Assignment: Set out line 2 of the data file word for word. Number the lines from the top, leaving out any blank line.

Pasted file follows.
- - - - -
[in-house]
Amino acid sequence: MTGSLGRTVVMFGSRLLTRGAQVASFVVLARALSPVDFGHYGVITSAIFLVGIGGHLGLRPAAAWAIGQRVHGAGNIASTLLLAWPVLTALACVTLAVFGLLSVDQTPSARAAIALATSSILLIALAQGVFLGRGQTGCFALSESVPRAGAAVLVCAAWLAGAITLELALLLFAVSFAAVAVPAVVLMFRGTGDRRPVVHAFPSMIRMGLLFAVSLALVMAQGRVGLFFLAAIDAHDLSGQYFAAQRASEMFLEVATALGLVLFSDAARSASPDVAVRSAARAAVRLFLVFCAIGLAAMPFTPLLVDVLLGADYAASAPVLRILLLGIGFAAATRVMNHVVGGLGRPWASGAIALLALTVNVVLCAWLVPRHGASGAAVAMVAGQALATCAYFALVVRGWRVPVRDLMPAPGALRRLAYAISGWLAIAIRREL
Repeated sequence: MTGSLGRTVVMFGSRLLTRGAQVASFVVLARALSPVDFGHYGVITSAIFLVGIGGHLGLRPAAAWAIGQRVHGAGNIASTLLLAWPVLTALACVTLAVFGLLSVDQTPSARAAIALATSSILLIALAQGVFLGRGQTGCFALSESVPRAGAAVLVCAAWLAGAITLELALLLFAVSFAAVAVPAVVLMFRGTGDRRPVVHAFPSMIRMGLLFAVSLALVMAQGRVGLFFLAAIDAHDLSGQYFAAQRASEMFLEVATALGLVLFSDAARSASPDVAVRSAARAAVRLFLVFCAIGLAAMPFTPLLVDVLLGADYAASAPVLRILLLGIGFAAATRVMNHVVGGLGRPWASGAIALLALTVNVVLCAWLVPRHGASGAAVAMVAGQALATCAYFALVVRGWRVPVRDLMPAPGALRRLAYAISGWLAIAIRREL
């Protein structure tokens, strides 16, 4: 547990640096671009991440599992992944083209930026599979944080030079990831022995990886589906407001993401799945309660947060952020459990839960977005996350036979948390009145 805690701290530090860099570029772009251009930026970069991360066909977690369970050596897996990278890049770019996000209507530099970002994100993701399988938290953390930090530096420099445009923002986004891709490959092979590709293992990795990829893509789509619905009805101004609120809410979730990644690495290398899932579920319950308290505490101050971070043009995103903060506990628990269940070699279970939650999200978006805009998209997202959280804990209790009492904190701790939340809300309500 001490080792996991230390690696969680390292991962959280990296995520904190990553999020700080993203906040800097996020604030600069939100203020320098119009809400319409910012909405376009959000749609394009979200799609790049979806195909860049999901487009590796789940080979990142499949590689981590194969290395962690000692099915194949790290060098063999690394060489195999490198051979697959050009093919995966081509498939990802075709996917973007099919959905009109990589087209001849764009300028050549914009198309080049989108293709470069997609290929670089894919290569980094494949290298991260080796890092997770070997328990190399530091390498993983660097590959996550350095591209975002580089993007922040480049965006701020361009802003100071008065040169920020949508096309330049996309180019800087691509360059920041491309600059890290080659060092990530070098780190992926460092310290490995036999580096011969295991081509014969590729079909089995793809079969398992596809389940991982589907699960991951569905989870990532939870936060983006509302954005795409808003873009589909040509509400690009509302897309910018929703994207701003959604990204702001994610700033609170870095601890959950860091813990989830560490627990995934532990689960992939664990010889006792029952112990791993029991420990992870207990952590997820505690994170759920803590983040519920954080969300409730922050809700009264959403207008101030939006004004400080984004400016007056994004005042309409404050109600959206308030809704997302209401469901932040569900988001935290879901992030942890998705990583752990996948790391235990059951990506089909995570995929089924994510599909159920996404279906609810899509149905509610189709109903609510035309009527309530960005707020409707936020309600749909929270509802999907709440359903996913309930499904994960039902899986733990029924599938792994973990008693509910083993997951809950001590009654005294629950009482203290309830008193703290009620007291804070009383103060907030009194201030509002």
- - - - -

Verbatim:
Amino acid sequence: MTGSLGRTVVMFGSRLLTRGAQVASFVVLARALSPVDFGHYGVITSAIFLVGIGGHLGLRPAAAWAIGQRVHGAGNIASTLLLAWPVLTALACVTLAVFGLLSVDQTPSARAAIALATSSILLIALAQGVFLGRGQTGCFALSESVPRAGAAVLVCAAWLAGAITLELALLLFAVSFAAVAVPAVVLMFRGTGDRRPVVHAFPSMIRMGLLFAVSLALVMAQGRVGLFFLAAIDAHDLSGQYFAAQRASEMFLEVATALGLVLFSDAARSASPDVAVRSAARAAVRLFLVFCAIGLAAMPFTPLLVDVLLGADYAASAPVLRILLLGIGFAAATRVMNHVVGGLGRPWASGAIALLALTVNVVLCAWLVPRHGASGAAVAMVAGQALATCAYFALVVRGWRVPVRDLMPAPGALRRLAYAISGWLAIAIRREL